With fears of an increase in repossessions of as much as 50 per cent, there is clearly cause for some concern.
The CML believes this is the area where most repossessions will occur, hardly a surprise, given the nature of the sector.
But it is vitally important that trade bodies, lenders and mortgage IFAs and brokers prepare themselves for possible problems in the market.
Among other things, it may well be viewed as a test for regulation of mortgages by the FSA and many in the consumer lobby.
Repossession is where the clearest consumer detriment occurs, not exit fees – annoying as they may be.
But the fears of the CML and the admission by the trade body that it cannot comment with credibility on this market are serious.
In many ways, brokers have seen their role as securing a mortgage for someone wanting to borrow to buy a home, which is surely why many people use brokers in the first place.
It is also the case that in some cases, in particular, self-cert, there have been some abuses.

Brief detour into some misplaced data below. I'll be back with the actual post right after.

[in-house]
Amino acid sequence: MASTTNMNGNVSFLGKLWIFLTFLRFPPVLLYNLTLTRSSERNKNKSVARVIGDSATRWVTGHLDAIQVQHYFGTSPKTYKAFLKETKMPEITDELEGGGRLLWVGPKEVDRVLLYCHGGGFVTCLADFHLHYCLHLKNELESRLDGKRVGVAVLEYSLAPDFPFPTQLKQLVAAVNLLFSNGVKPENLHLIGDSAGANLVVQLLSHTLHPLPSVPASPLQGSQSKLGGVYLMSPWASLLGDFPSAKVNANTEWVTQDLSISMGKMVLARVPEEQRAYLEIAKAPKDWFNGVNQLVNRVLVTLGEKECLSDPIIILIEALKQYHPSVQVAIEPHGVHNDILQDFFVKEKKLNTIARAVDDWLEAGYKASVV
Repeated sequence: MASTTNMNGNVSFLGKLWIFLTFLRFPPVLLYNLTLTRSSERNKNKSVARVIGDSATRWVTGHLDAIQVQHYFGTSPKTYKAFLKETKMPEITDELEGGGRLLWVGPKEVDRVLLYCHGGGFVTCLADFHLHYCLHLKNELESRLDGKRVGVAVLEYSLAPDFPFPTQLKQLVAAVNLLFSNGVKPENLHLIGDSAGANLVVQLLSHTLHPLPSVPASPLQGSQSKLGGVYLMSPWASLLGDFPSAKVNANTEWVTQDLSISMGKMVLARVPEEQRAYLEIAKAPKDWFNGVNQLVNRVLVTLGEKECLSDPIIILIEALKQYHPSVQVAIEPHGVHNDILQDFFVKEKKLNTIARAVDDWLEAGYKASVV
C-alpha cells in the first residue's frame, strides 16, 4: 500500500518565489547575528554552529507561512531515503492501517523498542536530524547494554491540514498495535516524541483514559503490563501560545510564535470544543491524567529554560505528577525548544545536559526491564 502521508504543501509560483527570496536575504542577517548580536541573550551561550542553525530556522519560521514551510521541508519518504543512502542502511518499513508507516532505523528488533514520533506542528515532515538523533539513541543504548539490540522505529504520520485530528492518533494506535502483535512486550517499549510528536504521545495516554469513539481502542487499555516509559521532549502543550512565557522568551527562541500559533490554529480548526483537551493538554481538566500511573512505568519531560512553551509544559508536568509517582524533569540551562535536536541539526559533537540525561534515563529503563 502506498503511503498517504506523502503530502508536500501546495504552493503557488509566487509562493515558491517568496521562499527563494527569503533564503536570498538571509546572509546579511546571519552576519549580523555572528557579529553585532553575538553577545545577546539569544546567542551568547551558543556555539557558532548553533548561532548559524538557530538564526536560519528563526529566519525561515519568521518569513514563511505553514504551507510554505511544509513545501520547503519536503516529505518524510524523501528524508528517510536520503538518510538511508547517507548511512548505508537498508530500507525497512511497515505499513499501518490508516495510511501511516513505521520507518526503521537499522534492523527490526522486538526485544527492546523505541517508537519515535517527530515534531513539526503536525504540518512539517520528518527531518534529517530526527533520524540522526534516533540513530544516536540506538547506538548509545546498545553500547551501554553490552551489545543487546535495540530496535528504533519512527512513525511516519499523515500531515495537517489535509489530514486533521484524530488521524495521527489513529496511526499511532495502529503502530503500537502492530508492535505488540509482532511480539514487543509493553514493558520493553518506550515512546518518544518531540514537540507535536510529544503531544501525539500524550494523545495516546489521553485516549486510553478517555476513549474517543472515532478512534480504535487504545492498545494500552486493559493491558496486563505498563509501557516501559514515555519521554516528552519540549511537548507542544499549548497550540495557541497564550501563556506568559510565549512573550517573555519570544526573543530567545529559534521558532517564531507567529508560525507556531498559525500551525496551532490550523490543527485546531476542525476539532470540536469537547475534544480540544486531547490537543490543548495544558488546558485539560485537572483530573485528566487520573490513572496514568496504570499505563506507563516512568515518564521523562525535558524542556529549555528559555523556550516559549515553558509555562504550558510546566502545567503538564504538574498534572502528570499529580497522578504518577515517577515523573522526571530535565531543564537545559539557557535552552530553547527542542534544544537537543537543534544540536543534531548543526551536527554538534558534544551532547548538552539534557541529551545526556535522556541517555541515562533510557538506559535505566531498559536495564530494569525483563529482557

In addition, there are fears over interest-only mortgages, with some borrowers not putting enough into a repayment vehicle.
These issues need to addressed with urgency because they threaten to leave people without a home.
Place that alongside the problems with payment protection insurance or at least the mortgage payment protection insurance part of that market and it begins to look very worrying.
In the meantime, we hope the PPI market cleans up its act, the 200,000 people either have something squirreled away to pay their capital and that sub-prime has been doing what it should be doing – helping people in non-standard situations or with a chequered credit history to get on the housing ladder.
But to do so, the mortgage industry, led by the Council of Mortgage Lenders, had better get up to speed first.